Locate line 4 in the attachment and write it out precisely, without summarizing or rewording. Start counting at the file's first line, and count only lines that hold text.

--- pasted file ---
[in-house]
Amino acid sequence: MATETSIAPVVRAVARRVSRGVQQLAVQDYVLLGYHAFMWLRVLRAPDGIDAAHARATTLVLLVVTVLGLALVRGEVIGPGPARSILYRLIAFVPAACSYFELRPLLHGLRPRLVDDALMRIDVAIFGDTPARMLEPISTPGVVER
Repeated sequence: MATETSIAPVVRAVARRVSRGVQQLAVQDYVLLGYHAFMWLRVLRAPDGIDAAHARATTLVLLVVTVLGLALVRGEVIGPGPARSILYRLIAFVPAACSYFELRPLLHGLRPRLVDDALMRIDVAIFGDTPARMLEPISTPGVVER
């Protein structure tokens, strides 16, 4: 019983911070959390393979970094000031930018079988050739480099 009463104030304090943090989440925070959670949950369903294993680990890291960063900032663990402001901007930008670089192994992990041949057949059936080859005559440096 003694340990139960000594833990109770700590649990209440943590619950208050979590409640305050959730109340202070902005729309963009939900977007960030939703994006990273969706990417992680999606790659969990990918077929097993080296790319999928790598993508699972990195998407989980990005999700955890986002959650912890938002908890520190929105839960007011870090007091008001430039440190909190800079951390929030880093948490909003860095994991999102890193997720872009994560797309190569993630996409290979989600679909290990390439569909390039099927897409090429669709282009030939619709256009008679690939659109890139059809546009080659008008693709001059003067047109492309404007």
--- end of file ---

């Protein structure tokens, strides 16, 4: 019983911070959390393979970094000031930018079988050739480099 009463104030304090943090989440925070959670949950369903294993680990890291960063900032663990402001901007930008670089192994992990041949057949059936080859005559440096 003694340990139960000594833990109770700590649990209440943590619950208050979590409640305050959730109340202070902005729309963009939900977007960030939703994006990273969706990417992680999606790659969990990918077929097993080296790319999928790598993508699972990195998407989980990005999700955890986002959650912890938002908890520190929105839960007011870090007091008001430039440190909190800079951390929030880093948490909003860095994991999102890193997720872009994560797309190569993630996409290979989600679909290990390439569909390039099927897409090429669709282009030939619709256009008679690939659109890139059809546009080659008008693709001059003067047109492309404007």